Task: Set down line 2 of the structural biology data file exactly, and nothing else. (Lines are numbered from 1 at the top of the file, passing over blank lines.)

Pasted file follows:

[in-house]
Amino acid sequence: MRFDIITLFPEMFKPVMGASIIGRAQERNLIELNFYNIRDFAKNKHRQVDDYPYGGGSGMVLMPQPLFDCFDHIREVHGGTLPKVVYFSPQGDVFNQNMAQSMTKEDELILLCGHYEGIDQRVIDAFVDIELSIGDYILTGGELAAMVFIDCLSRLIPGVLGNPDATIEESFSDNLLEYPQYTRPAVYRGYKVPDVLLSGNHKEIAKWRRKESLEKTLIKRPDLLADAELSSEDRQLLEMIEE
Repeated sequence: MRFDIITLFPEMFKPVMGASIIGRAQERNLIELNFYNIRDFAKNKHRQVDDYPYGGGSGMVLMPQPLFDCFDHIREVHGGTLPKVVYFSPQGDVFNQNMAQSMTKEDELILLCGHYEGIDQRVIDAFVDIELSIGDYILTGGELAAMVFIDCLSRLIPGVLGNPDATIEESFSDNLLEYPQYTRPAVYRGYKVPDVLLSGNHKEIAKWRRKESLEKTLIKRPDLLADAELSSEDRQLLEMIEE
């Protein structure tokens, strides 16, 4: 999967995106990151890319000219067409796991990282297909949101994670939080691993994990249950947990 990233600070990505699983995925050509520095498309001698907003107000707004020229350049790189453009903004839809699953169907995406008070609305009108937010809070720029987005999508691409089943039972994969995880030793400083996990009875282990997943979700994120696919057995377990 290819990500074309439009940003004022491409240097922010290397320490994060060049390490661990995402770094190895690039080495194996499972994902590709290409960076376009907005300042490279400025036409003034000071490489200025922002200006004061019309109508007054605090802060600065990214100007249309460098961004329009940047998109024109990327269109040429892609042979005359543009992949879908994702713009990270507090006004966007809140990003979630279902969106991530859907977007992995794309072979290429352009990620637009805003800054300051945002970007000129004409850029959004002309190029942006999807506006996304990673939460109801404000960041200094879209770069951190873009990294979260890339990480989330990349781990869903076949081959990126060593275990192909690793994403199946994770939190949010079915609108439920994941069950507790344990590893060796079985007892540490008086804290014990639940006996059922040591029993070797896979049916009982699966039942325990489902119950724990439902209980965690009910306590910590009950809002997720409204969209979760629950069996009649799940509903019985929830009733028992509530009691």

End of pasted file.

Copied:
Amino acid sequence: MRFDIITLFPEMFKPVMGASIIGRAQERNLIELNFYNIRDFAKNKHRQVDDYPYGGGSGMVLMPQPLFDCFDHIREVHGGTLPKVVYFSPQGDVFNQNMAQSMTKEDELILLCGHYEGIDQRVIDAFVDIELSIGDYILTGGELAAMVFIDCLSRLIPGVLGNPDATIEESFSDNLLEYPQYTRPAVYRGYKVPDVLLSGNHKEIAKWRRKESLEKTLIKRPDLLADAELSSEDRQLLEMIEE